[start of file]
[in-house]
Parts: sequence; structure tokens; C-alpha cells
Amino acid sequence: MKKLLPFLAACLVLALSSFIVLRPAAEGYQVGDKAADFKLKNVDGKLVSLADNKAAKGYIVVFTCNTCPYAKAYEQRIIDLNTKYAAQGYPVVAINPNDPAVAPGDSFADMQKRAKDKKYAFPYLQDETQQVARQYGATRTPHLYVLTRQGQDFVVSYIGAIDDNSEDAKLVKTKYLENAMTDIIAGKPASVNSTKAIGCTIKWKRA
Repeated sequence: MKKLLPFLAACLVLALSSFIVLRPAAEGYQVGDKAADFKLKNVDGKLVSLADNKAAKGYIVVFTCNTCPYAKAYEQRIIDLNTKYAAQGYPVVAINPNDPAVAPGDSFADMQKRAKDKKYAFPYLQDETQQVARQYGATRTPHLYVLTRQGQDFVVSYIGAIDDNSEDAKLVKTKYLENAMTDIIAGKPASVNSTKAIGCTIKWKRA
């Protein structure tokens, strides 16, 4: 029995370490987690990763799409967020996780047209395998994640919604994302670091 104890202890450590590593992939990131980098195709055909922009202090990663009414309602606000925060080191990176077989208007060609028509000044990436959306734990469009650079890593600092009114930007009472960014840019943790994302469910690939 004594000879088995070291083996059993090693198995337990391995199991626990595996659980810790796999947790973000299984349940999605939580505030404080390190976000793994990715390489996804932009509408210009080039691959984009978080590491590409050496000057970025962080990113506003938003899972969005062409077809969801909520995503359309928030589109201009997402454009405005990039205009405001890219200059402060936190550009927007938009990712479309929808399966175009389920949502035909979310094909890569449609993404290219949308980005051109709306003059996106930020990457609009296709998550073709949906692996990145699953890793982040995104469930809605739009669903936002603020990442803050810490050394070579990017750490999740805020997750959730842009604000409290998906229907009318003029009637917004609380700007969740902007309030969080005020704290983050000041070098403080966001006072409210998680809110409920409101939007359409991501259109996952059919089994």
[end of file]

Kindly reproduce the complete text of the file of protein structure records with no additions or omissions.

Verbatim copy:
[in-house]
Parts: sequence; structure tokens; C-alpha cells
Amino acid sequence: MKKLLPFLAACLVLALSSFIVLRPAAEGYQVGDKAADFKLKNVDGKLVSLADNKAAKGYIVVFTCNTCPYAKAYEQRIIDLNTKYAAQGYPVVAINPNDPAVAPGDSFADMQKRAKDKKYAFPYLQDETQQVARQYGATRTPHLYVLTRQGQDFVVSYIGAIDDNSEDAKLVKTKYLENAMTDIIAGKPASVNSTKAIGCTIKWKRA
Repeated sequence: MKKLLPFLAACLVLALSSFIVLRPAAEGYQVGDKAADFKLKNVDGKLVSLADNKAAKGYIVVFTCNTCPYAKAYEQRIIDLNTKYAAQGYPVVAINPNDPAVAPGDSFADMQKRAKDKKYAFPYLQDETQQVARQYGATRTPHLYVLTRQGQDFVVSYIGAIDDNSEDAKLVKTKYLENAMTDIIAGKPASVNSTKAIGCTIKWKRA
């Protein structure tokens, strides 16, 4: 029995370490987690990763799409967020996780047209395998994640919604994302670091 104890202890450590590593992939990131980098195709055909922009202090990663009414309602606000925060080191990176077989208007060609028509000044990436959306734990469009650079890593600092009114930007009472960014840019943790994302469910690939 004594000879088995070291083996059993090693198995337990391995199991626990595996659980810790796999947790973000299984349940999605939580505030404080390190976000793994990715390489996804932009509408210009080039691959984009978080590491590409050496000057970025962080990113506003938003899972969005062409077809969801909520995503359309928030589109201009997402454009405005990039205009405001890219200059402060936190550009927007938009990712479309929808399966175009389920949502035909979310094909890569449609993404290219949308980005051109709306003059996106930020990457609009296709998550073709949906692996990145699953890793982040995104469930809605739009669903936002603020990442803050810490050394070579990017750490999740805020997750959730842009604000409290998906229907009318003029009637917004609380700007969740902007309030969080005020704290983050000041070098403080966001006072409210998680809110409920409101939007359409991501259109996952059919089994």